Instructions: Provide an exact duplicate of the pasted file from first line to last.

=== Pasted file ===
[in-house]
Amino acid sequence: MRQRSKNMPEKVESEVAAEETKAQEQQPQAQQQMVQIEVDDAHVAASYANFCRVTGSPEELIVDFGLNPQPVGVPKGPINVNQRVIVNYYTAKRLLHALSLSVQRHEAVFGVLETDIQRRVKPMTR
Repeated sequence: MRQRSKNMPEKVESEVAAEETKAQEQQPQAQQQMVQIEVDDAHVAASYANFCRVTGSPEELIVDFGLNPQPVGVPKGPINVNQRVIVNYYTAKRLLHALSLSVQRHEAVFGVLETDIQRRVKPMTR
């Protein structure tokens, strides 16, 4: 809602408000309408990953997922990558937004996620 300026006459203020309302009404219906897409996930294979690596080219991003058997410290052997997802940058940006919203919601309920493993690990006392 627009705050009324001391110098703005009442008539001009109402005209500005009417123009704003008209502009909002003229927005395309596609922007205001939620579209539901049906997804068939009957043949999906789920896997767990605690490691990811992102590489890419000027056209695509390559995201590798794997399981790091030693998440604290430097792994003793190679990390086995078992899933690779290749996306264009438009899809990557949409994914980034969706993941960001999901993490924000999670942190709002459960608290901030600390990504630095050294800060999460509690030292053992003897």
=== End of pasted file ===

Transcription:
[in-house]
Amino acid sequence: MRQRSKNMPEKVESEVAAEETKAQEQQPQAQQQMVQIEVDDAHVAASYANFCRVTGSPEELIVDFGLNPQPVGVPKGPINVNQRVIVNYYTAKRLLHALSLSVQRHEAVFGVLETDIQRRVKPMTR
Repeated sequence: MRQRSKNMPEKVESEVAAEETKAQEQQPQAQQQMVQIEVDDAHVAASYANFCRVTGSPEELIVDFGLNPQPVGVPKGPINVNQRVIVNYYTAKRLLHALSLSVQRHEAVFGVLETDIQRRVKPMTR
């Protein structure tokens, strides 16, 4: 809602408000309408990953997922990558937004996620 300026006459203020309302009404219906897409996930294979690596080219991003058997410290052997997802940058940006919203919601309920493993690990006392 627009705050009324001391110098703005009442008539001009109402005209500005009417123009704003008209502009909002003229927005395309596609922007205001939620579209539901049906997804068939009957043949999906789920896997767990605690490691990811992102590489890419000027056209695509390559995201590798794997399981790091030693998440604290430097792994003793190679990390086995078992899933690779290749996306264009438009899809990557949409994914980034969706993941960001999901993490924000999670942190709002459960608290901030600390990504630095050294800060999460509690030292053992003897």